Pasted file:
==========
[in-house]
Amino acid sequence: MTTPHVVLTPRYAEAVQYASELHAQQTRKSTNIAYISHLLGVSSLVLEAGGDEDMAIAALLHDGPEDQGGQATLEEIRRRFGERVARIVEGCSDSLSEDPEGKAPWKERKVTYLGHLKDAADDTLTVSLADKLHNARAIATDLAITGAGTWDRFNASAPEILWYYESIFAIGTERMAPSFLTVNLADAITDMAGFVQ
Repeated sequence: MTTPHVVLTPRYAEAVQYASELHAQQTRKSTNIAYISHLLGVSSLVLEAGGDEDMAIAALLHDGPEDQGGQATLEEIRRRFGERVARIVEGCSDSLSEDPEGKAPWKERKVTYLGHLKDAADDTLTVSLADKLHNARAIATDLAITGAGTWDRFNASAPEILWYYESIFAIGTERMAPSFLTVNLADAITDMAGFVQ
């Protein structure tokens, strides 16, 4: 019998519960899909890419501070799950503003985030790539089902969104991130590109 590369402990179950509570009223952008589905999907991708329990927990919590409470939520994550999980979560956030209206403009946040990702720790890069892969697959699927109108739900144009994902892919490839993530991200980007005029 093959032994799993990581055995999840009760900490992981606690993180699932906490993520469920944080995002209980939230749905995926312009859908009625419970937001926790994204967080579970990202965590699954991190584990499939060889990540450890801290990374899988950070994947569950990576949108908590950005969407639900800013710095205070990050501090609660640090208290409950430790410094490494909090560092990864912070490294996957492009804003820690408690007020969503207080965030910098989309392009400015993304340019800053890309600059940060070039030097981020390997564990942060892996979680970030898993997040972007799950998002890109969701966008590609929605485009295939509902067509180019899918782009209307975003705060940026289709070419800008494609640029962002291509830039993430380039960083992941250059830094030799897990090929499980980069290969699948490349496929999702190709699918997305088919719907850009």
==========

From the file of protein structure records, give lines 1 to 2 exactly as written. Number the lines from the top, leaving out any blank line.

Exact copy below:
[in-house]
Amino acid sequence: MTTPHVVLTPRYAEAVQYASELHAQQTRKSTNIAYISHLLGVSSLVLEAGGDEDMAIAALLHDGPEDQGGQATLEEIRRRFGERVARIVEGCSDSLSEDPEGKAPWKERKVTYLGHLKDAADDTLTVSLADKLHNARAIATDLAITGAGTWDRFNASAPEILWYYESIFAIGTERMAPSFLTVNLADAITDMAGFVQ